Now that I've rambled, I'll tell you my real answer to your question. Yes, I think you should make your story as true to real life as you can within the parameters of the story. Obviously, if there's magic or you're on a planet with three moons, those elements will be different. But people want to be able to believe your story could really happen, even if they know it didn't really happen.

Lisa and Laura said...

We're firm believers in the "you can't make this stuff up" rule of writing. The funniest, most random things usually have some kind of basis in reality.

Frankie Diane Mallis said...

Yes truth is stranger than fiction! I don't think I ever consciously put something in thats real, but when I look back I can totally see that a lot of the things my MC feels are things I have felt though in another situation. And a few real life events make their way in.

Cool post!

WindyA said...

Most definitely!

I think it's what makes characters relatable, when something happens and a reader can say, OMG- That totally happened to me too! ... as bizarre as situations are, it's nice to not feel so alone.

ali said...

I'm laughing my butt off. No, sometimes life truly IS stranger than fiction.

And I have no idea what I do. I'm crazy, nuts, stupefied. I just write stuff that pops into my head and since I'm all those nutso things, my writing is too. So there.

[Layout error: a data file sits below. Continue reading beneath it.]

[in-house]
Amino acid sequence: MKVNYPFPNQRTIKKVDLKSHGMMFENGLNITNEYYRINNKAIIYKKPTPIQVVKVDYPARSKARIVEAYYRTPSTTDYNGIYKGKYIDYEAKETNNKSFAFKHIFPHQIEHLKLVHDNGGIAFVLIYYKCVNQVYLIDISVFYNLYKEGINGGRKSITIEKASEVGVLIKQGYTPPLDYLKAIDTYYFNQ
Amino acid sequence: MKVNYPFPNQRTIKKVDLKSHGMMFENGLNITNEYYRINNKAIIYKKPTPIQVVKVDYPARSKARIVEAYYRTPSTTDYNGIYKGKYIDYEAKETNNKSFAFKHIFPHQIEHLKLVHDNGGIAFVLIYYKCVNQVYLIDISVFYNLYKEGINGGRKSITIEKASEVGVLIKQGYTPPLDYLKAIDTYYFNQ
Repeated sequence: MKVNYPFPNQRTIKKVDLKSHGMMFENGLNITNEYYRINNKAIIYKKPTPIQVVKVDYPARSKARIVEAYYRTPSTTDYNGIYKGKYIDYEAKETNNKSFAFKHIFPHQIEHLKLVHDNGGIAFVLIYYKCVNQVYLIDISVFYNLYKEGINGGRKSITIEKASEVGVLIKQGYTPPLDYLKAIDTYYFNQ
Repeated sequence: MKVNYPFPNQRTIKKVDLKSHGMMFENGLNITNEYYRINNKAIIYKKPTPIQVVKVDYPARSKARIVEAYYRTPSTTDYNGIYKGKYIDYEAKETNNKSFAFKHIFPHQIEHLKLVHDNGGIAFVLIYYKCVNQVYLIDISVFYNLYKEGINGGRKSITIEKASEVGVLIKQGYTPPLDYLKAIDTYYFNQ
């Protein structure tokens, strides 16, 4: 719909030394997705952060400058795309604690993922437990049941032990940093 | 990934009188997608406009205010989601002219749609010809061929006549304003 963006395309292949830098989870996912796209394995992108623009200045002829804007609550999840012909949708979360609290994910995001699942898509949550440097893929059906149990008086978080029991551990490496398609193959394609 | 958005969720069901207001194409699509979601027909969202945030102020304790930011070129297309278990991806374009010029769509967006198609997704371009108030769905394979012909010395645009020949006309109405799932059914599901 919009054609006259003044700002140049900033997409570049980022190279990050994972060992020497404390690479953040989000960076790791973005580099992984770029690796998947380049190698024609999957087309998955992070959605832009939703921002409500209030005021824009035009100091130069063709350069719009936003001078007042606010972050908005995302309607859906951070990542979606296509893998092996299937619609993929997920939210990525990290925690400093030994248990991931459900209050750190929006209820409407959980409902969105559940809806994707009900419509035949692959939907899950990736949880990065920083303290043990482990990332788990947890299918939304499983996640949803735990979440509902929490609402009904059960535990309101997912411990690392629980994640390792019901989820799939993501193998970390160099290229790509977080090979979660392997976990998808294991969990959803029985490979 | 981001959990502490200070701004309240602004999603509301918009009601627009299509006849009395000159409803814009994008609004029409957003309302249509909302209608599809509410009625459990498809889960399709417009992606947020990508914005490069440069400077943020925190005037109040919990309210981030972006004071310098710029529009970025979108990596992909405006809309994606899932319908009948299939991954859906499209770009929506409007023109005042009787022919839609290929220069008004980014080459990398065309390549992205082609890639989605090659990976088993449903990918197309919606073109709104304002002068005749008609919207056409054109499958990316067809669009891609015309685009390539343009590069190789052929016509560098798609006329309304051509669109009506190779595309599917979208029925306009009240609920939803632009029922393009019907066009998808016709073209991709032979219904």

Kat Harris said...

I think, whether writers realize it or not, their stories have a tendency to reflect some aspect of their life, even if it's simply on a metaphorical basis.

Amy Tate said...

Funny, my aunt was telling me the same thing this week. I wrote a story that was accepted for Chicken Soup for the Soul NASCAR book coming out in February. (Got a contract with a letter that said it still may get cut? That's why I'm not jumping up and down yet) It was the easiest thing I've ever written, because it's about my family. I keep forgetting that what is normal everyday life for me, isn't necessarily for someone else. Great post!

Cheree said...

All good stories have to have some kind of resemblance to realism. I often get my characters from observing people (and I'm a waitress, you will never guess how utterly bizarre people are until you have to serve them).

Aaron Polson said...

Writing Spec Fic as well (usually the darker stuff), I'm a big fan of stealing from real life. All the speculation in the world won't make up for flat, boring characters--and the best characters come from the real world.

Jessica said...

Oh yeah! Our books are our worlds and we can make whatever happen that we want, just got to get the reader to believe it's possible.

quixotic said...

Oh yes! Real life situations make for some great storytelling.